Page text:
Friday, July 23, 2004

How do you move a 109-ton fountain?


Experts say piece-by-piece dismantling would be tricky - and fraught with risk

By Cliff Radel
Enquirer staff writer

[photo]
Blue McDonald's company, McDonald Meg-A-Lift Industrial Contractors Inc., lifted the Tyler Davidson Fountain during renovation in 2000.
The Enquirer/SARAH CONARD
DOWNTOWN - The Tyler Davidson Fountain weighs heavily on Fountain Square, literally and figuratively. The 109 tons of stone and bronze has for 133 years anchored the heart of Cincinnati.

For those reasons, members of the team that restored the fountain in 2000 say any plan to move it should not be taken lightly.

They expressed reservations about moving the fountain to the square's center.

The move - discussed in a series of public forums concluding Aug. 12 - is the centerpiece of the square's estimated $20 million to $25 million overhaul.

Preliminary drawings of the square's face lift were unveiled in June by the Cincinnati Center City Development Corp. The private group, known as 3CDC, is charged with revitalizing downtown.

Public outcry is not behind the fountain's move.

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READER FEEDBACK
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FORUMS SCHEDULED
If you would like to comment on the plans by Cincinnati Center City Development Corp. (also known as 3CDC) to overhaul Fountain Square and move the Tyler Davidson Fountain, you can attend an upcoming public forums:

• First week of August, at a West Side location to be announced.
• 7:30 a.m. Aug 12, Southbank Partners office, 421 Monmouth St., Newport.
You can also call 513-621-4400 or e-mail www.3CDC.org

"It wasn't like the public said, 'We don't like it there, put it somewhere else,' " said Pam Middendorff, 3CDC project manager.

The plan to move the fountain "was based on the input we got from the designers." The public requested a greener square with more activities. The designers, from New York and Philadelphia, came up with a layout that moved the fountain so more people could sit closer and enjoy it.

Experts attached a price tag of at least $3.25 million for the move. Money would come from public and private sources, like the rest of the square's renovation.

"The fountain is the emblematic heart of the city. So it needs to be handled with great respect and dignity," Tom Podnar said. The Oberlin-based conservator unbolted the fountain in 2000, removed decades of grime and corrosion and restored its original dark-chocolate brown patina before putting everything back together.

"To make the move as risk-free as possible, you have to spend the money and hire the best firms to avoid the chance of breaking anything," Podnar said.

The fountain was given to the people of Cincinnati in 1871. Hardware magnate Henry Probasco paid for the work of art to honor his late brother-in-law, Tyler Davidson.

To generations of Greater Cincinnatians, the heart of town has been identified with the Fountain. People gather by its waters to celebrate special moments both highly private - a stolen kiss, a wedding - and very public - a war's end, a World Series victory.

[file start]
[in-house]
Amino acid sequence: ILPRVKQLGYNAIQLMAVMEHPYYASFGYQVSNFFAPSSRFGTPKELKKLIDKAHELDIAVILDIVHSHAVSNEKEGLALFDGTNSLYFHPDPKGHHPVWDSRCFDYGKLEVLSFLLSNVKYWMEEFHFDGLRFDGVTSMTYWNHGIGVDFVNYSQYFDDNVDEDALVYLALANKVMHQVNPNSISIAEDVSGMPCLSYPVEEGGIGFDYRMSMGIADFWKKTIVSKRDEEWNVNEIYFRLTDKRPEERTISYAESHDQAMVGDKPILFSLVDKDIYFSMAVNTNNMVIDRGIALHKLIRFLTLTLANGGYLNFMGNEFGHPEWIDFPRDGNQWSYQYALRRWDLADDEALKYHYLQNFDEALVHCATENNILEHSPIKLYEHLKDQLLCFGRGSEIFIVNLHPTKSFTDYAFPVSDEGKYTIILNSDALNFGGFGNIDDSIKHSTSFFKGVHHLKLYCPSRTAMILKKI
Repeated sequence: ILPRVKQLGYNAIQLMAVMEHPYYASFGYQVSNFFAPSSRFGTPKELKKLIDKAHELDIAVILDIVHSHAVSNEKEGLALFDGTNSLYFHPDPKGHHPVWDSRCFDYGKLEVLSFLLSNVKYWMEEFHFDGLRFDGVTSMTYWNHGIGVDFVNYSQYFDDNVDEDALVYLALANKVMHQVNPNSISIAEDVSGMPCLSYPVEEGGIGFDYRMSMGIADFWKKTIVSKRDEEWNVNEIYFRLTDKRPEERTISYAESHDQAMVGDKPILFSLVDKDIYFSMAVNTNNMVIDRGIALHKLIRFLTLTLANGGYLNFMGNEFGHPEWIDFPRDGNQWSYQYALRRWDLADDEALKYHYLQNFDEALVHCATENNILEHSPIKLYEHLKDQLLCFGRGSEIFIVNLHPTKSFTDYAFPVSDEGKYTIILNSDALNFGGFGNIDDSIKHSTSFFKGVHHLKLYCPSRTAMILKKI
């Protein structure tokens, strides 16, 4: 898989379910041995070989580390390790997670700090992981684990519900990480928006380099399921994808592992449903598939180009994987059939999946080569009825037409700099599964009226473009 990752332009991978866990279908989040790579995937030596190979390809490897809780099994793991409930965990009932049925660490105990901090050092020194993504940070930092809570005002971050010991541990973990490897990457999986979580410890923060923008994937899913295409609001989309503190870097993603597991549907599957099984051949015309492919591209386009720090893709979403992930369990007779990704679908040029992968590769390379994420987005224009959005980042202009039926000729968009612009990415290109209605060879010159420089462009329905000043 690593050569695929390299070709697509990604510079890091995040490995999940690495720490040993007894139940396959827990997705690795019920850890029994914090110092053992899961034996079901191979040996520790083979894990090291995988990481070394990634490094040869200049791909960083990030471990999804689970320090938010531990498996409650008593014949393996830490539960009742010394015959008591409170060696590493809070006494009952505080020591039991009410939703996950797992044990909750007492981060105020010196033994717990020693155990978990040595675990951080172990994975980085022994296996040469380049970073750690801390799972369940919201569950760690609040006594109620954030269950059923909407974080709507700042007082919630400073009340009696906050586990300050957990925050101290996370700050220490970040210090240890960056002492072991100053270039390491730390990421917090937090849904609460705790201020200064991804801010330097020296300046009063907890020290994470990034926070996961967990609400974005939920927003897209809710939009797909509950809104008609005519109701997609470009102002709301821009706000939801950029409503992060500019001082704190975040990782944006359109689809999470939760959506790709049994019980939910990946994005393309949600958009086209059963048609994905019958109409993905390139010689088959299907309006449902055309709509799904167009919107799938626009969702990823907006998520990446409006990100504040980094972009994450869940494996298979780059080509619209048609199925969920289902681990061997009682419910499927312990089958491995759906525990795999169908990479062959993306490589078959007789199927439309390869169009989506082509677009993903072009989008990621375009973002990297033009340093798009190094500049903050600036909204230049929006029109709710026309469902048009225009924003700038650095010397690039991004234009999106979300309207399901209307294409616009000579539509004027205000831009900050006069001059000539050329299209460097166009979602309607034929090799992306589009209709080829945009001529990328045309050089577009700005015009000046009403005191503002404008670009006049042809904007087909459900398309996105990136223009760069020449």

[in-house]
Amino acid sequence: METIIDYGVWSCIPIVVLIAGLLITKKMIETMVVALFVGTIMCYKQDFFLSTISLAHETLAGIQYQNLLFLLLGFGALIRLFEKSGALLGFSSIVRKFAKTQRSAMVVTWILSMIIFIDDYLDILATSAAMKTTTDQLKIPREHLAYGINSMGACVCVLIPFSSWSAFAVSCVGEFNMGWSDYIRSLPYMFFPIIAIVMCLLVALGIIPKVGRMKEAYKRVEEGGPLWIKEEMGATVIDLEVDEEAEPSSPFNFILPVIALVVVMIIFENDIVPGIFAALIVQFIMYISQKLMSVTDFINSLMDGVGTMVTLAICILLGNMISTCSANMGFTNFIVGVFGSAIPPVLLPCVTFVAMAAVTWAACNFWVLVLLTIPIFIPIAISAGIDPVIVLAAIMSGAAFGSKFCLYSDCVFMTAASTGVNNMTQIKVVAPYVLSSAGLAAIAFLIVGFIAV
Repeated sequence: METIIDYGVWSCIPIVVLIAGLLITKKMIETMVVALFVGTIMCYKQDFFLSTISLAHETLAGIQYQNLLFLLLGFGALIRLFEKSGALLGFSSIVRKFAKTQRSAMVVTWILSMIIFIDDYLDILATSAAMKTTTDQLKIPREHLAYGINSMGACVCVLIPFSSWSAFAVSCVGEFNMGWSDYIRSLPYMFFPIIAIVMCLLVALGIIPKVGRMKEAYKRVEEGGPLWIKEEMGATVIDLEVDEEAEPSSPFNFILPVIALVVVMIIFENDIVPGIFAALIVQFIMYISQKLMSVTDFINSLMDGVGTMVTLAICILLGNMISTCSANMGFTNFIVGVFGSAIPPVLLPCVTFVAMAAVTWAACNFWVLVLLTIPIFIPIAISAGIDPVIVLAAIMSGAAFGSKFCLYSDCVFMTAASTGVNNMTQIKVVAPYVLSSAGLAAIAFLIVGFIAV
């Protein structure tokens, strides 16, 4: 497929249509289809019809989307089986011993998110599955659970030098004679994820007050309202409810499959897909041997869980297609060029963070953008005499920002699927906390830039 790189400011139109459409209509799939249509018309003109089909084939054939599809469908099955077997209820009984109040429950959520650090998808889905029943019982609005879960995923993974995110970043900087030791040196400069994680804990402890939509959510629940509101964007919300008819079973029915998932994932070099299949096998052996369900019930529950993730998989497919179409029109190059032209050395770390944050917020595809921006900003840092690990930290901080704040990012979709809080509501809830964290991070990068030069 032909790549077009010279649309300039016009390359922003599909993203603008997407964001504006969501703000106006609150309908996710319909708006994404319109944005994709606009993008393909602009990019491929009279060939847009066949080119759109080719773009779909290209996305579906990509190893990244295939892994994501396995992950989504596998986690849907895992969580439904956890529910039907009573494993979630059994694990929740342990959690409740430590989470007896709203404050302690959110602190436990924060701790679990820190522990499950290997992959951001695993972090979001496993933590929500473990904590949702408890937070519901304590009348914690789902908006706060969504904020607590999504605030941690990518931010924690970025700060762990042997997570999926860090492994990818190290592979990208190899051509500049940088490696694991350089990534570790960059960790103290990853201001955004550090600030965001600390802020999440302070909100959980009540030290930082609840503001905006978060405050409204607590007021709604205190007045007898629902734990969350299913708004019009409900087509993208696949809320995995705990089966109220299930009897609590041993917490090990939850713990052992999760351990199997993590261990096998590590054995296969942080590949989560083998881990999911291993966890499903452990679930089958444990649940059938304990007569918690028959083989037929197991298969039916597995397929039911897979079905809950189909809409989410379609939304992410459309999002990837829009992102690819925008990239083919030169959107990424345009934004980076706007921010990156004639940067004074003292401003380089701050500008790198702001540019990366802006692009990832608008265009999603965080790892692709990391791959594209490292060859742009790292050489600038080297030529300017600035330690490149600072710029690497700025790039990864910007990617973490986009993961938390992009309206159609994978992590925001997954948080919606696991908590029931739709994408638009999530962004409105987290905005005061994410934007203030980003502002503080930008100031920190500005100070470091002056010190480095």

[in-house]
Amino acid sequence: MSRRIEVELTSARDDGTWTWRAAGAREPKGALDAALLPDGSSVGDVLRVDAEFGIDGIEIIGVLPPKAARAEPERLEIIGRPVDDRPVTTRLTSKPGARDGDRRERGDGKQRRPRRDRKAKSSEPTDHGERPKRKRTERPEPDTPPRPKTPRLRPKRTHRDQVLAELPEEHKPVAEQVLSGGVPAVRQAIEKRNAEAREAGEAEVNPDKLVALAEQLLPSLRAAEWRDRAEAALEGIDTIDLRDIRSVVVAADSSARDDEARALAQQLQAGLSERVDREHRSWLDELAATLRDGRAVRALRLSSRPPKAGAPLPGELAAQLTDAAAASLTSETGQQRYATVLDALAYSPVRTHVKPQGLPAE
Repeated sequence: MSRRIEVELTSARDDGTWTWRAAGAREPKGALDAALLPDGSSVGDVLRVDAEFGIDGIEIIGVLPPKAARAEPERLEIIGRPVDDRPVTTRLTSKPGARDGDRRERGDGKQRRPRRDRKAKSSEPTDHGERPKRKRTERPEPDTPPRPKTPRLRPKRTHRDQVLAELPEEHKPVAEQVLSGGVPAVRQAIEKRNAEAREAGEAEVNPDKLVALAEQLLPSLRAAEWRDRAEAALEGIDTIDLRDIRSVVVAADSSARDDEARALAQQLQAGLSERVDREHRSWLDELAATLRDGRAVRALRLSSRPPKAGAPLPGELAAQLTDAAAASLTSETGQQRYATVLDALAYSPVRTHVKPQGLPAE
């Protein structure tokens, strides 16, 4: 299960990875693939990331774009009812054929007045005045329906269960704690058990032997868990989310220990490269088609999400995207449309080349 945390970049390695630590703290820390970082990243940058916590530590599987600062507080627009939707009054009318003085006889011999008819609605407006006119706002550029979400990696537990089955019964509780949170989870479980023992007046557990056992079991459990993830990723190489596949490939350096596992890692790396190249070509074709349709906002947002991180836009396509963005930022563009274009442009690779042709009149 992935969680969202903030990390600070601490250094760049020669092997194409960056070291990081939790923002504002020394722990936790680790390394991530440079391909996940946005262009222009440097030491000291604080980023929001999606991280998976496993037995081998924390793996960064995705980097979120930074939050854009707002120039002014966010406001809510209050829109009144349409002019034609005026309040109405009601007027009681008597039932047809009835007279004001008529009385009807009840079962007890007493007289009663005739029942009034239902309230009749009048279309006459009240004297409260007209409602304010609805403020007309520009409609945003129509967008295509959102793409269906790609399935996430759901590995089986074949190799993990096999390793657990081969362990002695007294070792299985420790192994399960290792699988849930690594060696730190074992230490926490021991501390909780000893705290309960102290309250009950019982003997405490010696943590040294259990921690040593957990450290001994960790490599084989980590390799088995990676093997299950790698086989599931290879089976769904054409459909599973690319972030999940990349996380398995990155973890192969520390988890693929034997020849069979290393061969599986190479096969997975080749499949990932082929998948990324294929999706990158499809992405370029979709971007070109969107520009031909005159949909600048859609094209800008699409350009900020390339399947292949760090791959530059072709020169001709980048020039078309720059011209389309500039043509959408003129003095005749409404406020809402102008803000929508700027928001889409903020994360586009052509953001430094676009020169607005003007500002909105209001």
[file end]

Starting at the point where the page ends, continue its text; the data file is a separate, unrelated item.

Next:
The fountain was moved about 30 feet east in the late '60s when today's square at Fifth and Vine replaced an oval-shaped plaza.

"It was not completely dismantled in the '60s move, and that caused problems," Podnar said.

Parts bent and the fountain started to leak and corrode.

"You could damage it very easily trying to move it all in one piece. To lift the two lower pieces - they weigh 16,000 and 17,000 pounds - is a rigging nightmare. You have to take it apart."

And then carefully lift each section with a crane.

"To move it to the center of the square would be a pretty big undertaking," Blue McDonald said. He owns Blue Ash-based McDonald Meg-A-Lift. Crews from his company lifted the fountain from its stone foundation and replaced it after its 2000 restoration.

The fountain's weight - almost 24 tons of bronze and 85 tons of granite-hard porphyry stone - make lifting it with cranes difficult.

"Put cranes on the square," McDonald said, "and the weight they'd be lifting would send them crashing into the underground parking garage below."

Ditto for cranes doing the heavy lifting from parts of the surrounding streets.

"The fountain's stone base could be jacked up," McDonald noted, "and put on rollers." Then the sections would be rolled across the square like giant stone scooters.

McDonald estimated his company's part of the move would take at least two weeks. The cost would be "around $250,000 plus reinforcing the area underneath."

Reinforcing the parking garage "would cost $1 million, easily," Uriel Schlair said. Based in Chicago, he was the lead architect on the fountain's restoration.

In addition to the cost of reinforcing the garage "there would be all sorts of disconnect and reconnect with the electrical and plumbing connections," Schlair added.

Additional costs of the estimated $3.25 million move include:

• Dismantling and assembling the work's bronze sections.

• Rebuilding the pump room.

• Relocating the basin and making sure it's leak-proof.

• Installing new exterior lights.

• Orchestrating the construction.

• Drafting plans.

One place the money for the move won't come from is an $800,000 endowment expressly reserved for fountain maintenance.

"They cannot tap the endowment. It would go against what our donors had in mind," Charles Lindberg said. The Cincinnati attorney raised money to restore the fountain and fund the endowment.

"This is the kind of thing that drives me wild," Lindberg said of the proposed move.

Five years ago, "we raised $3 million to save the darned fountain. Now, we're going to turn around and start over? No thanks!"

E-mail cradel@enquirer.com




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